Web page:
All surgeries were performed by two surgeons (YI and NK), and there was no difference in surgical approach, operative method and postoperative rehabilitation. One hundred and fifty-five hips were treated with a mini-direct lateral approach, and 56 hips were treated with an anterolateral approach.
The femoral prostheses used in the current study included 43 SL-PLUS™ stems (Smith and Nephew, Memphis, TN, USA); 53 SL-PLUS™ MIA stems (Smith and Nephew); 74 Accolade stems (Stryker Orthopedics, Mahwah, NJ, USA) with a 132 or 127 neck-shaft angle; 5 CentPillar stems (Stryker Orthopedics); 6 Exeter stems (Stryker Orthopedics); 1 Supersecure Fit stem (Stryker Orthopedics); 11 Taperloc stems (Biomet, Warsaw, IN, USA); 15 VerSys Fiber Metal MidCoat stems (Zimmer, Warsaw, IN, USA); and 3 VerSys Heritage stems (Zimmer). Surgeons decided to use each type of prosthesis in an attempt to optimize each patient’s kinematics based on preoperative radiographs and considering the proximal femoral bone quality or the presence of osteoporosis. More specifically, cemented stems were used for a patient with severe rheumatoid arthritis, severe osteoporosis, or a canal flare index ˂ 3. Acetabular prostheses used in the current study included 96 Reflection cups (Smith and Nephew); 75 Trident Acetabular cups (Stryker Orthopedics); 6 ADEPT cups (Stryker Orthopedics); 5 Crossfire all polyethylene cups (Stryker Orthopedics); 11 M2a Magnum cups (Biomet); 15 Trilogy cups (Zimmer); and 3 ZCA natural spacer cups (Zimmer).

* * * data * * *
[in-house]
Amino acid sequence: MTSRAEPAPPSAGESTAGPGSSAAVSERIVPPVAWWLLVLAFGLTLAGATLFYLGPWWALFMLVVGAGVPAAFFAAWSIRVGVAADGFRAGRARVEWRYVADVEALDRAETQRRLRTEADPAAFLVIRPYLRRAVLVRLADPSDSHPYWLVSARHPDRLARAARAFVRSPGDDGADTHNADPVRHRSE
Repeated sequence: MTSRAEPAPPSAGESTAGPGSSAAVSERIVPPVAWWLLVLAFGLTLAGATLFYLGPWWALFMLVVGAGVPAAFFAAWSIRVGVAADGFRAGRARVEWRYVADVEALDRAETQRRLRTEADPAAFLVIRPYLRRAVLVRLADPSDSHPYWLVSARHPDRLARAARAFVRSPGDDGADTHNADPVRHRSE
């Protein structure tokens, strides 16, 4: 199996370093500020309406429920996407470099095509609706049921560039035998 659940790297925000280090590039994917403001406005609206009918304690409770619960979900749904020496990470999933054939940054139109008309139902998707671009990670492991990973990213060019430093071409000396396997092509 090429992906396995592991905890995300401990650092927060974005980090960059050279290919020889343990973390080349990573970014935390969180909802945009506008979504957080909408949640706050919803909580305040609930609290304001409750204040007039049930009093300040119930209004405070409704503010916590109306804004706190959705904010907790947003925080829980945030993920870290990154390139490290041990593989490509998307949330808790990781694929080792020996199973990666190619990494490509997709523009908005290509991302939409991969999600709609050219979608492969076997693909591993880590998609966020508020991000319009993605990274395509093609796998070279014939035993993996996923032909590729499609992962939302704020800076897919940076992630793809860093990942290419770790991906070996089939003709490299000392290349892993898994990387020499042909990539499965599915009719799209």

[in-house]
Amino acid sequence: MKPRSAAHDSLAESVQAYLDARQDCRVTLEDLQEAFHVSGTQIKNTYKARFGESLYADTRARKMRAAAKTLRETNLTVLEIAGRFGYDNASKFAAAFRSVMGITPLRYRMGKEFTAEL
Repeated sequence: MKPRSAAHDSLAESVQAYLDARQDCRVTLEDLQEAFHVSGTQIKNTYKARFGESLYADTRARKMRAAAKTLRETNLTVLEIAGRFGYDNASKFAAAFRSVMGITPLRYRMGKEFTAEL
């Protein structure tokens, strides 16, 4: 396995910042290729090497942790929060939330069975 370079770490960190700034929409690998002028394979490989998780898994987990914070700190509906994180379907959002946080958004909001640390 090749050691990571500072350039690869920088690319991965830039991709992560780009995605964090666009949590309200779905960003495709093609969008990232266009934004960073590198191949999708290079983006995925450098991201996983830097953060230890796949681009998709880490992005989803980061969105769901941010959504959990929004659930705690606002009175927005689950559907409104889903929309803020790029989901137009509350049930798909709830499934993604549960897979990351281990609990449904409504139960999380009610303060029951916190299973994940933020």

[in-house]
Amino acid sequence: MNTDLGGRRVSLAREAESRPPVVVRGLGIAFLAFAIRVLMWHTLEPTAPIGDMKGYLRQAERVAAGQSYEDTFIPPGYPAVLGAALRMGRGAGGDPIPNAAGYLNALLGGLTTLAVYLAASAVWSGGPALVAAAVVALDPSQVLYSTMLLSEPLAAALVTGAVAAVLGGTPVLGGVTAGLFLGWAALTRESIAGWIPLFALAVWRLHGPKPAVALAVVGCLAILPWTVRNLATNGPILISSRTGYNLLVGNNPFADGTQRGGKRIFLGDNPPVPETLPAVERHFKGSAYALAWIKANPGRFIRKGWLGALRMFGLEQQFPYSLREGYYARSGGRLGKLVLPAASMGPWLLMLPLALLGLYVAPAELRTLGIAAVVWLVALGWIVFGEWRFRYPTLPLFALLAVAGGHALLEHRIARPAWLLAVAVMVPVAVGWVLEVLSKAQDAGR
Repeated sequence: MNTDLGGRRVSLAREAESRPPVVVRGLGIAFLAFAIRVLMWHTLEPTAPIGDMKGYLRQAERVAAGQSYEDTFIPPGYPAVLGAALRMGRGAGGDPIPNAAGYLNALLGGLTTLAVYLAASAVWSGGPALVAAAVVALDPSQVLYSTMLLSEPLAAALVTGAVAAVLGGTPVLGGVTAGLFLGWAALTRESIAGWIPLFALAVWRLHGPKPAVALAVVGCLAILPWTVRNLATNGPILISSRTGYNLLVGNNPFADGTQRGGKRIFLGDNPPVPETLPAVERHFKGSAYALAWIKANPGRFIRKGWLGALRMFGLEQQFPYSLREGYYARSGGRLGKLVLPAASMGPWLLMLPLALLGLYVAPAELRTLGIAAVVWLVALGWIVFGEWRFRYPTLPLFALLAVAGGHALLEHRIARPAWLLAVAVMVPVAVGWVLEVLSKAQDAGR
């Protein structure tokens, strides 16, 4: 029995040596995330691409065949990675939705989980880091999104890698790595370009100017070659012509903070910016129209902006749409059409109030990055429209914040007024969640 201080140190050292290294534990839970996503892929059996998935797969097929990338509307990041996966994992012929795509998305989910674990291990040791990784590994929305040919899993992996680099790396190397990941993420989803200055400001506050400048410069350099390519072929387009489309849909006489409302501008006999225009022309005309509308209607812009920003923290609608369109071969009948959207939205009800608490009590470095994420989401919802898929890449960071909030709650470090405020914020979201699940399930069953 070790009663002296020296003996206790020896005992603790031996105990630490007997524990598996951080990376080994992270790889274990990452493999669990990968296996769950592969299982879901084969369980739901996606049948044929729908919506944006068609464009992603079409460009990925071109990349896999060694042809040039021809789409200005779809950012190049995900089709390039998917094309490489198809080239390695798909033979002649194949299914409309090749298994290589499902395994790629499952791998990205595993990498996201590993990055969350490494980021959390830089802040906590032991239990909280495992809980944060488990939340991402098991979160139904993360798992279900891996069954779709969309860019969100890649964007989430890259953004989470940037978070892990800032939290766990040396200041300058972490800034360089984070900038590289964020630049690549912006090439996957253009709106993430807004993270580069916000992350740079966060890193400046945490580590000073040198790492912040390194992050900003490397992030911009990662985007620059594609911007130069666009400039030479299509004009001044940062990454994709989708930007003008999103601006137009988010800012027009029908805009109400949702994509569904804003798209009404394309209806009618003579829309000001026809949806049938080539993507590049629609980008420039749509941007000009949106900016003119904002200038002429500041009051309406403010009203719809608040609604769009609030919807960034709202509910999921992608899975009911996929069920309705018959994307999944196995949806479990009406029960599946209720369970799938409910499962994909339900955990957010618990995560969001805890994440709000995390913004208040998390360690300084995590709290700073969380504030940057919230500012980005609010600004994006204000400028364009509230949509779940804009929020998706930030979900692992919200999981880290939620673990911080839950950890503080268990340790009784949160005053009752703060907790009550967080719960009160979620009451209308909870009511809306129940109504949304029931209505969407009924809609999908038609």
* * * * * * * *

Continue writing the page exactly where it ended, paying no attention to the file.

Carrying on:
All acetabular components except for the cemented cup were implanted with the use of the Stryker Navigation System II Cart with CT-based Hip Navigation software, version 1.1 (Stryker Orthopedics) or the Stealth Station Navigation System Treon Plus with Universal HIP software (Medtronic Inc., Minneapolis, MN, USA). Forty-three femoral components were implanted with the use of the Stryker Navigation System.
For preoperative planning, a combined anteversion of 37.3 ° was planned as derived from the equation, [combined anteversion = cup anteversion + anatomical stem anteversion × 0.7] as reported by Widmer et al.  in the functional pelvic plane (FPP) as described in our previous report .